This is the truth.


And this is the truth:
I wake up everyday,
and I do not
of God,
or the aching in my stomach,
or the beautiful creature
sitting next to my bed
whining for me
to let her out
onto the
dewy grass.
I wake up every morning
and think,
“Will he still love me
I’ll sink my head
back into my pillow,
refusing to get up
and greet the sun.
the only certainty I have
is that when the evening comes,
I will
still be loving
That is

We break it.

We break love when we try to touch it.

You learn a lot about love when you lose it, when you break it. 
I learned that we’ll beg God or the universe or whatever we believe in that makes us feel like we have a purpose to just let us start over.
And when we do get to start over, we realize all too late that starting over isn’t quite what we wanted.
We didn’t want the cracks and sharp edges to disappear, we wanted them to make us a certain type of beautiful; we wanted them to make the hugs tighter, the kisses longer, and the goodbyes harder.

Instead, starting over means pretending.
It means you go back to the, “Wait, are you in this for the long hall, or am I the only one who’s gone all in at this game table?”
Because I learned how quickly you can go from, “Hey, you’re on my team, my lucky charm; here, blow on my dice,” to sitting alone at a table with colorful chips that are supposed to be worth something.
But you don’t want to start over. All you really want is to be able to cash in your winnings.

For the past two months, I’ve sworn that I would buy cheap plates from Walmart just so that I could go out into the silence somewhere to hear their tiny, shattered pieces let out loud echoes that validate the loneliness we so easily feel.

Maybe part of me wanted to feel the control pulse through my hands and into my fingers that slid off the plates as I threw them only when I was ready to throw them; to hear the loud clash of breaking glass only to feel the anger and the hurt and the insecurity break with them.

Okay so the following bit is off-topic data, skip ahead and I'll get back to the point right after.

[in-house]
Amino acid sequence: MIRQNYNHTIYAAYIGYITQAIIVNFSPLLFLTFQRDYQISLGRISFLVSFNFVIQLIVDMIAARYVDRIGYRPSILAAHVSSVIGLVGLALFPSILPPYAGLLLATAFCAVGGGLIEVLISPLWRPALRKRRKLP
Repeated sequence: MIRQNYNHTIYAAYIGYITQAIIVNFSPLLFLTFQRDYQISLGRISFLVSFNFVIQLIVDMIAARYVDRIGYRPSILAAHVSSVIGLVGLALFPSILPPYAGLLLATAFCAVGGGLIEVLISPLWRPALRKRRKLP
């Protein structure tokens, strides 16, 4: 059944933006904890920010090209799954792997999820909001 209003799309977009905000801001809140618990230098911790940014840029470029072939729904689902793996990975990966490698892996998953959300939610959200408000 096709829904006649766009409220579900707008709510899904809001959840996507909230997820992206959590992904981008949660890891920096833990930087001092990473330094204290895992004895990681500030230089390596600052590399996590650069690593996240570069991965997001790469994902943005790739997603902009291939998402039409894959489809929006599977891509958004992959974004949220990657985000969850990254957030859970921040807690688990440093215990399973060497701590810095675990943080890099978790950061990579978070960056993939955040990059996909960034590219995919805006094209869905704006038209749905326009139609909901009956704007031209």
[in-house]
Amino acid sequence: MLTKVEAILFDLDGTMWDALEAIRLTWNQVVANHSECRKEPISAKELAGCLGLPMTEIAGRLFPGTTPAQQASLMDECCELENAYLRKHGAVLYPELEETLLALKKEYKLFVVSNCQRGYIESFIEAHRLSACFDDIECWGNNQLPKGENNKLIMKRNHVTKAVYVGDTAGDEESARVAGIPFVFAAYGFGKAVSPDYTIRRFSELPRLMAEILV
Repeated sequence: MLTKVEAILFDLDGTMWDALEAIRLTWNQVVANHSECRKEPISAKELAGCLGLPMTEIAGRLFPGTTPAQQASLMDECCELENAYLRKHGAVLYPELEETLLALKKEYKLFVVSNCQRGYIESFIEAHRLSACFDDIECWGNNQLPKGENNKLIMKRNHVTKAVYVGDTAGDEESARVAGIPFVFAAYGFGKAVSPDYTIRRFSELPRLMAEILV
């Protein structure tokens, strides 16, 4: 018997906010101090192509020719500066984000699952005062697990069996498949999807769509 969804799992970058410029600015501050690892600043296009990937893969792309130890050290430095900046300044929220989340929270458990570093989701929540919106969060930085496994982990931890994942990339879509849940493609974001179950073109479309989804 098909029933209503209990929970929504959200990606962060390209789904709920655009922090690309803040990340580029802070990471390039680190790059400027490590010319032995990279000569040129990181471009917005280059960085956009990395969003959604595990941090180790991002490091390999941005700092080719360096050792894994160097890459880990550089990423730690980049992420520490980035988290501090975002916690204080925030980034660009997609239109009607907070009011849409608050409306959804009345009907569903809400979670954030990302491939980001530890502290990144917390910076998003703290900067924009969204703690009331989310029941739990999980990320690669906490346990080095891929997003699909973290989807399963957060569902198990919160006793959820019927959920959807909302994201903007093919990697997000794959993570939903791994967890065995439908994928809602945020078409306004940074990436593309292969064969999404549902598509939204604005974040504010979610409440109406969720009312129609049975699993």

Or maybe I needed to know that, if I so wanted to, I could go over and pick the pieces up just to put them back together;
to see that all of the broken slivers still formed shapes that so perfectly complimented each other so as to make a whole.

Whole. Such a broken word, at times.

I didn’t want to start over and pretend that there weren’t pieces of us left over.

I wanted to take the broken pieces and make us whole, even in spite of ourselves.


Foster joy yourself,  joy that’s dissociated from the human beings around you. 



99 thoughts on “This is the truth.

  1. Reblogged this on Veritas and commented:
    Found this author today and my wife and I liked her writing so I wanted to throw more attention to her blog. Writers helping writers here right? Hope you enjoy. Check out several of her writings. God bless.

  2. Very strong emotional words, truer words were never spoken about the hurt of lost love. Most the time we act like it’s not lost, only misplaced and “oh” there it is
    , I’ll just pick it back up again.

  3. Reblogged this on M.C Inspiration and commented:
    Every word is true! Bcc now I’m feeling all the same! Fear, loneliness and lost Ina world full of fake people … To where I’m going or to where my path will be honestly no idea. Tired from people, from their talks , how they only criticise you. Just tired not more.

  4. Wow. Beautiful. I have always loved poetry and how it can get your emotions portrayed in a deep way. I have always wanted to go throw plates up against a wall to break them! I have seen how some people need to completely break so they can piece themselves back together. Its a hard process to watch, but sometimes necessary.

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